‘In the aspect of the two men, as they shambled through the French windows, was a crushed defeatism which would have reminded Napoleon, had he been present, of the old days at Moscow’.

And the aspect of other members of Wodehouse’s cast can be even worse. In ’Helping Freddie’ from My Man Jeeves, narrator Reggie Pepper reportes:

‘Taking Tootles by the hand, I walked slowly away. Napoleon’s retreat from Moscow was a picnic by the side of it’.

In Jill the Reckless, ch2, there is a moving description of a cab drive which Jill Mariner, Freddie Rooke, Derek Underhill, and his mother Lady Underhill take in silence after dinner at Freddie Rooke’s which suggests that Napoleon was having a holiday stroll.

By the way, Ukridge, because of his indomitable, but absolutely non-corroborated adventurism, is twice compared to the retreating Napoleon – in ’The Debut of Battling Billson’ and in The Love Among the Chickens, ch23.

Some of Wodehouse’s allusions help us to imagine Napoleon’s state at Moscow. From The Girl in Blue, ch12, we learn that Napoleon made no secret of the fact that he did not enjoy his Moscow experience, just like Jerry West, who goes through the same sort of thing at Mellingham Hall, Mellingham-in-the-Vale. Had Napoleon been asked how he had managed to get out of Moscow, Wodehouse suggests he would have been a bit vague about it, as is Bertie Wooster after his unsuccessful attempt to persuade Ma McCorkadale to vote against herself in Much Obliged, jeeves, ch18. And even if the name of Napoleon is sometimes not mentioned directly, we understand perfectly who is being referred to by the demeanour of the character involved (The Little Nugget, ch 20; Mike, ch25).

Finally, it should be noted that Wodehouse selected Jeremy Garnet in Love Among the Chickens, ch16, and the stage doorman Mac in Summer Lightning, ch2, as role models to explain to us the virtue of tact. Garnet does not venture to break in on Ukridge’s thoughts, just as if he, Garnet, had been a general in the Grand Army, he would not have struck up a conversation with Napoleon during the retreat from Moscow. By contrast, Mac is held up as someone who, despite many admirable qualities, would still have tried to cheer Napoleon up by talking about Winter Sports at Moscow.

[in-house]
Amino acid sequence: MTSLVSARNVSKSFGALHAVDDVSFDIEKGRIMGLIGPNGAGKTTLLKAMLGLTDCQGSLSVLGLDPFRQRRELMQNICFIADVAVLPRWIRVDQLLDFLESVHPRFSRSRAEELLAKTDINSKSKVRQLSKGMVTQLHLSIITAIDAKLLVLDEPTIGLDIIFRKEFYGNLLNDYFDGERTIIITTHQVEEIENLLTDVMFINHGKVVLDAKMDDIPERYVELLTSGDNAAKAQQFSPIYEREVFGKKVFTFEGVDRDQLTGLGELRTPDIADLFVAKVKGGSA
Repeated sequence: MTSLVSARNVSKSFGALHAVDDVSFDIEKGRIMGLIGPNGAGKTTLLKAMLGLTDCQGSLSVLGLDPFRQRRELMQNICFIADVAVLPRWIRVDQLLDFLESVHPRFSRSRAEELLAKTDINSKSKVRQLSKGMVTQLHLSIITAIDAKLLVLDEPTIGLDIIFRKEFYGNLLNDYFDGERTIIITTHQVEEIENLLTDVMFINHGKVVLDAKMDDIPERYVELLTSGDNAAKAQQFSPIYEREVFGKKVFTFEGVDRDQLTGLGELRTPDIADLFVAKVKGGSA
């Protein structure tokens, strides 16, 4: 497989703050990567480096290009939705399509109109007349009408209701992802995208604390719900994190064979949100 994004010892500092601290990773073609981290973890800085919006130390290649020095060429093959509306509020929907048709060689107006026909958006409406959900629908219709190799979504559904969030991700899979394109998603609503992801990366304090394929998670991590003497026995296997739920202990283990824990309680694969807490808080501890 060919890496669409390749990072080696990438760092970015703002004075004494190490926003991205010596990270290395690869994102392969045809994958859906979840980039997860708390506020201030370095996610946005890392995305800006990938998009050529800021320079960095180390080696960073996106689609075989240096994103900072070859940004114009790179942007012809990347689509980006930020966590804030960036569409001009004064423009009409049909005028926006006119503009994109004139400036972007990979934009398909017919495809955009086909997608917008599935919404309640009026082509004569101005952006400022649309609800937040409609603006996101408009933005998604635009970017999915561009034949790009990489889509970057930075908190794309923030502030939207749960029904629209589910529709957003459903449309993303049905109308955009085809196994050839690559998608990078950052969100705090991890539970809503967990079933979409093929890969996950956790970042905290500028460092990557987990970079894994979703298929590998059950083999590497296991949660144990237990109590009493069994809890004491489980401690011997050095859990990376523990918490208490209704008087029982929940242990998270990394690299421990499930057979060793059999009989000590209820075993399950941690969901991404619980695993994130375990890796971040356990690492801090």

Masha Lebedeva

Masha Lebedeva infests the environs of Moscow and suffers from the delectable affliction of Wodesousitis since 1992 or so. She is a member of both the UK Wodehouse Society and The Wodehouse Society (USA). She has written essays on Wodehouse, undertaken themed tours and has even attended as many as 4 TWS Conventions so far, hobnobbing with Plum fans on both sides of the Atlantic. With the help of The Russian Wodehouse Society (TRWS), she has organized an Old Home Week in Moscow.

The excrept you read here is a part of her scholarly research on all things Russian in the Wodehouse canon, titled ‘The Russian Salad’. The series covers the following facets: Russian Culture, Russian History and Russian Spirit. Its Russian version of her work has earlier appeared on the TRWS website; the English version having been serialized in Wooster Sauce, with huge help of accomplished Wodehouseans from different parts of the world.

Her permission to reproduce her work here is gratefully acknowledged.

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https://ashokbhatia.wordpress.com/2021/05/16/p-g-wodehouses-russian-salad-masha-lebedeva-part-1